I’ve written before that the key question behind children’s television – indeed, behind education, child support, national strategy, and so on – is ‘What sort of people do we want in the future?’
Clearly, we want the next generation to be willing and able to take on the world, keen to shape it in their own ways. But we also want them to have perspective and informed views and all the rest. You can fill in the gaps yourself, but it boils down to something like ‘capable, but keen to explore entirely new mistakes rather than retread the goofs we made.’ That sort of thing.
Now, formal education tackles core knowledge and (ahem) thinking skills, and lots of government effort at the moment seems to be directed at ‘not being obese’ (which is less ridiculous than it sounds, if you believe the forecasts). What role, then for public-service media?
For the decade I worked in it, I think the key word in children’s TV was ’empowerment.’ It wasn’t often vocalised, but on reflection I think it was central to most of what was done through the late nineties and into the early zeroes. Commissioners and executive producers wanted shows that empowered children, that gave them control and authority, that made their actions count and their decisions feel valued.
Hence lots of physical action game shows, from things like Fun House to Jungle Run. Hence also My Parents Are Aliens, which was a delicious inversion of the traditional family dynamic, with the world-weary kids looking after their annoyingly-naive-but-strangely-lovable alien ‘parents.’ MPAA was regarded as a classic series, and rightly so.
Empowerment is good. It was a necessary mantra, and I think may be almost as relevant now as it was 15 years ago, despite ongoing curriculum changes in schools shifting more decision-making into children’s hands.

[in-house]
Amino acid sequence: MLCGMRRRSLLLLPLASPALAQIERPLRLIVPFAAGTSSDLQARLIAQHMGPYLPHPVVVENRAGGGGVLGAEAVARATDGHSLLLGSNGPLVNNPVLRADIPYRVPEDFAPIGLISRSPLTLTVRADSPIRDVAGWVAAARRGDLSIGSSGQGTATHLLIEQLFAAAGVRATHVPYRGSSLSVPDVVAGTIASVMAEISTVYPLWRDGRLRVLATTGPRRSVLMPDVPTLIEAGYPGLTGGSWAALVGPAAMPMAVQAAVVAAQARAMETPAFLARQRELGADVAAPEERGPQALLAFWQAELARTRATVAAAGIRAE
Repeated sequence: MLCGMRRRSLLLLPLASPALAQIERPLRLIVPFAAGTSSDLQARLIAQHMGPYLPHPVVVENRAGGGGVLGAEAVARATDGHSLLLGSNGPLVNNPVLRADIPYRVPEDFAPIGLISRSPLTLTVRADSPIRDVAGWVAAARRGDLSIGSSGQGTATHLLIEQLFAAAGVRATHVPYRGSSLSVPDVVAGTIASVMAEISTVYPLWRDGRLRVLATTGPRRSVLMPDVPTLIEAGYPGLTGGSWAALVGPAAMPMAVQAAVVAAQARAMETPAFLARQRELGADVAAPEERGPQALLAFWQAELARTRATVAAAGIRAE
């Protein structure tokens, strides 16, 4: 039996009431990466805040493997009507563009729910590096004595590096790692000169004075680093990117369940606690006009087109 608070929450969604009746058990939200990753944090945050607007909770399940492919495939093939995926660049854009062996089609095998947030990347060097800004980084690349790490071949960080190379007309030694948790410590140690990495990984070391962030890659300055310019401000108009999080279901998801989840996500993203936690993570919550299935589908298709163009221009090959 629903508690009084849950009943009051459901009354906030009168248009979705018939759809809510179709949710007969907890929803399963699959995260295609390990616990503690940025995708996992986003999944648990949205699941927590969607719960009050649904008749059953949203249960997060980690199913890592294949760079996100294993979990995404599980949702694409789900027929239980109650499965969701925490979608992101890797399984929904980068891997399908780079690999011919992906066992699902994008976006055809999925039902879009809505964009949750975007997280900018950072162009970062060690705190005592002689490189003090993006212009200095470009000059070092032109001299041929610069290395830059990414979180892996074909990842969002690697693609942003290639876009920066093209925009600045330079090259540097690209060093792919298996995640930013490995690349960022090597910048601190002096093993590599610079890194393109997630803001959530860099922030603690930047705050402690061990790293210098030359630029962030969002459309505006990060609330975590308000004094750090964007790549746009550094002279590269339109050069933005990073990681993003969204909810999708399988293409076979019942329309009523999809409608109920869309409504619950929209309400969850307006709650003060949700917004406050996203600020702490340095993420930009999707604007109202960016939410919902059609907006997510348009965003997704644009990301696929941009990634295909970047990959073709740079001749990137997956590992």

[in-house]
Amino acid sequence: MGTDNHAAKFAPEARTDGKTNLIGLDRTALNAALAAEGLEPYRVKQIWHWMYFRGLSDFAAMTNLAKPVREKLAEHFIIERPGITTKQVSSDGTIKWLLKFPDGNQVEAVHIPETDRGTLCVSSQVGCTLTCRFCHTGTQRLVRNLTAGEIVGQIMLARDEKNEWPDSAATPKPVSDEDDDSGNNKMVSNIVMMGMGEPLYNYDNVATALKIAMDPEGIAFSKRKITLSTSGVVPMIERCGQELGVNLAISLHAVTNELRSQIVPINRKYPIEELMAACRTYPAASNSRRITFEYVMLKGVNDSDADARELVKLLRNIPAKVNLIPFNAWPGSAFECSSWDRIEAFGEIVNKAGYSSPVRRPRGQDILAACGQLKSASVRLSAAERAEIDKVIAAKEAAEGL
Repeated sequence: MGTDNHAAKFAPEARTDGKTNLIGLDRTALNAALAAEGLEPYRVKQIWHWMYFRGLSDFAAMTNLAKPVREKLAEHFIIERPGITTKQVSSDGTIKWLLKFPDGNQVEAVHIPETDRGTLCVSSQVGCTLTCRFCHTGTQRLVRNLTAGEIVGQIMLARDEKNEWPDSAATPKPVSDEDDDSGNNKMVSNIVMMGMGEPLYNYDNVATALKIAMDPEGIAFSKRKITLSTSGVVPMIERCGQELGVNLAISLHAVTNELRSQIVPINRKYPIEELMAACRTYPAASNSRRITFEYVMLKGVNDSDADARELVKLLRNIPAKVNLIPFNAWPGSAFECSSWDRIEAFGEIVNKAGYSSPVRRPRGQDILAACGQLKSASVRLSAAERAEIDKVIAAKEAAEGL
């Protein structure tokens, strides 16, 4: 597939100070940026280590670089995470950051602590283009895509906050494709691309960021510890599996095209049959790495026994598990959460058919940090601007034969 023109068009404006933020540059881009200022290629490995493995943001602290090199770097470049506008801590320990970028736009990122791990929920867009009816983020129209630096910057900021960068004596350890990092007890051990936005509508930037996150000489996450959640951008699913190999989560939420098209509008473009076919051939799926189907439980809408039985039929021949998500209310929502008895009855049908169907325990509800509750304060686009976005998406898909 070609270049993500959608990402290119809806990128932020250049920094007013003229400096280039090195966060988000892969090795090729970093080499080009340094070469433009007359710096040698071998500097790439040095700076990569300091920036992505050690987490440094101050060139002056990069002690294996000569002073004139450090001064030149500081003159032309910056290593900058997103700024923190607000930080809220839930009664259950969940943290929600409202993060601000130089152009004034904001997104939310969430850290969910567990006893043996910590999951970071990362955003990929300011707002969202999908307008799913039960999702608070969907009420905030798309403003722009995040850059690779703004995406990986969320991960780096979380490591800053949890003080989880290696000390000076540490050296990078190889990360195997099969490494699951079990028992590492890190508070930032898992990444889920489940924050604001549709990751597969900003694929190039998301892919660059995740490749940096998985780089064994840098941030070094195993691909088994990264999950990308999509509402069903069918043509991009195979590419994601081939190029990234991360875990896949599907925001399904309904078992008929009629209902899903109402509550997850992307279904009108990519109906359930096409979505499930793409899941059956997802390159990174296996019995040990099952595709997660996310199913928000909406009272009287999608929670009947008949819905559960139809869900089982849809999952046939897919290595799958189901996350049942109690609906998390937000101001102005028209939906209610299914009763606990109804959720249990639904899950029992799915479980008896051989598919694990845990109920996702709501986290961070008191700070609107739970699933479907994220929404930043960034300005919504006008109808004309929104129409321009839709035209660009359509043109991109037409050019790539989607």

But alongside empowering children, you also want to inspire them. You want to show them the wonders of the world, and reassure them that it’s good to feel awe, or joy, or excitement. You want to show them what other people have achieved, and invite them to say not just ‘I could do that,’ but ‘I will do that.’
Empowerment and inspiration are parallel concepts, but I’d nevertheless argue that TV shows can aim for one preferentially over the other. So, My Parents Are Aliens was empowering, but How2 was inspirational.
My concern about Richard Hammond’s Blast Lab, then, boils down from this epic monster nit-pick to a single accusation: I think it’s neither empowering nor inspiring.
See, the achilles heel of children’s media is that it has to be entertaining – it only works if children choose to watch it. My guess is that the CBBC commissioners were so delighted to have a proposal for a science series that they thought looked entertaining, that they failed to hold it to the higher standards to which they should aspire. If I’m cynical, I’d say they fixated on the idea that the series was aiming to show that science can be fun – which is frustrating, since in the last decade STEM engagement has been moving on from that naive approach. Science is fun: we don’t have to make it so, we simply have to reveal that reality.
The show is entertaining, certainly. Much more so than I expected, I’m happy to say. This in itself is a considerable breakthrough, showing the powers that be at the BBC that factual children’s series can be something other than worthily plodding. It’s been years since anyone’s achieved this with the BBC, really. Bravo, Hammond & crew.
But the show doesn’t empower the children in it, nor the viewer at home. Not really. And while the big stunt demo is somewhat inspiring, it’s buried in the middle of the show and not quite treated right to form a ‘Did you see that? That was amazing!’ take-home.
It’s close. Closer than I’d hoped. But I think, in the end, they’re aiming for entertainment, and forgetting that children’s media can – indeed, should – be that and more.